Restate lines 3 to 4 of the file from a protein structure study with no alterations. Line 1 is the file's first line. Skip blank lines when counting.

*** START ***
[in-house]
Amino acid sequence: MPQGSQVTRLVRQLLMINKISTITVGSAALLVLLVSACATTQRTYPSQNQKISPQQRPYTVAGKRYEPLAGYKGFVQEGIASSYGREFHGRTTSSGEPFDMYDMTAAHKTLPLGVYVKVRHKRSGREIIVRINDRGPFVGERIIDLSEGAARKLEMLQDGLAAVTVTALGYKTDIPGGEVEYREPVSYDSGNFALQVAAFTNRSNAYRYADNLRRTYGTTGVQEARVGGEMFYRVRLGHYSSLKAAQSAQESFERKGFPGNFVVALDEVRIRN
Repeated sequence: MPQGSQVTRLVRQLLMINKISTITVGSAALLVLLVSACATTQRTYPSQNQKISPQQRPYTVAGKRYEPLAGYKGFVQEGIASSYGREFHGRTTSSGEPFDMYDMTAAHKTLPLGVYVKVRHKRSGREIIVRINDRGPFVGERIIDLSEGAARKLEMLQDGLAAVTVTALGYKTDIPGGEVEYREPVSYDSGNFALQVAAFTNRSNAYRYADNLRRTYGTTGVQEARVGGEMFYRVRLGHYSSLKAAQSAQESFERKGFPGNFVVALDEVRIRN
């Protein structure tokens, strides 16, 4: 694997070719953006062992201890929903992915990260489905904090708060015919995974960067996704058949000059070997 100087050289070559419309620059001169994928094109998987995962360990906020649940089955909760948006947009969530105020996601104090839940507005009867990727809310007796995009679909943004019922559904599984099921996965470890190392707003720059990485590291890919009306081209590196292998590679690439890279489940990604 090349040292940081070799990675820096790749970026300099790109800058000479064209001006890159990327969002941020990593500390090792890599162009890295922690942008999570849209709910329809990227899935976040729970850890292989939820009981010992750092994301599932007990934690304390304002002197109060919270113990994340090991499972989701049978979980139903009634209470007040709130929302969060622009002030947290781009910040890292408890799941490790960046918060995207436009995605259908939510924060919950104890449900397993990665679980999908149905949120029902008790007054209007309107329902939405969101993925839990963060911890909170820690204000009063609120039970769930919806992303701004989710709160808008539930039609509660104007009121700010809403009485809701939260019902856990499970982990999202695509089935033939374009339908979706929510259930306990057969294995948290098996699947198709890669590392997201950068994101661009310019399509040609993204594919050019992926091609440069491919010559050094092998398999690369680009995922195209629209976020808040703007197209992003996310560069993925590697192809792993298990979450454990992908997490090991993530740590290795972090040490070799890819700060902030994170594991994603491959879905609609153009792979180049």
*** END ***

Repeated sequence: MPQGSQVTRLVRQLLMINKISTITVGSAALLVLLVSACATTQRTYPSQNQKISPQQRPYTVAGKRYEPLAGYKGFVQEGIASSYGREFHGRTTSSGEPFDMYDMTAAHKTLPLGVYVKVRHKRSGREIIVRINDRGPFVGERIIDLSEGAARKLEMLQDGLAAVTVTALGYKTDIPGGEVEYREPVSYDSGNFALQVAAFTNRSNAYRYADNLRRTYGTTGVQEARVGGEMFYRVRLGHYSSLKAAQSAQESFERKGFPGNFVVALDEVRIRN
């Protein structure tokens, strides 16, 4: 694997070719953006062992201890929903992915990260489905904090708060015919995974960067996704058949000059070997 100087050289070559419309620059001169994928094109998987995962360990906020649940089955909760948006947009969530105020996601104090839940507005009867990727809310007796995009679909943004019922559904599984099921996965470890190392707003720059990485590291890919009306081209590196292998590679690439890279489940990604 090349040292940081070799990675820096790749970026300099790109800058000479064209001006890159990327969002941020990593500390090792890599162009890295922690942008999570849209709910329809990227899935976040729970850890292989939820009981010992750092994301599932007990934690304390304002002197109060919270113990994340090991499972989701049978979980139903009634209470007040709130929302969060622009002030947290781009910040890292408890799941490790960046918060995207436009995605259908939510924060919950104890449900397993990665679980999908149905949120029902008790007054209007309107329902939405969101993925839990963060911890909170820690204000009063609120039970769930919806992303701004989710709160808008539930039609509660104007009121700010809403009485809701939260019902856990499970982990999202695509089935033939374009339908979706929510259930306990057969294995948290098996699947198709890669590392997201950068994101661009310019399509040609993204594919050019992926091609440069491919010559050094092998398999690369680009995922195209629209976020808040703007197209992003996310560069993925590697192809792993298990979450454990992908997490090991993530740590290795972090040490070799890819700060902030994170594991994603491959879905609609153009792979180049």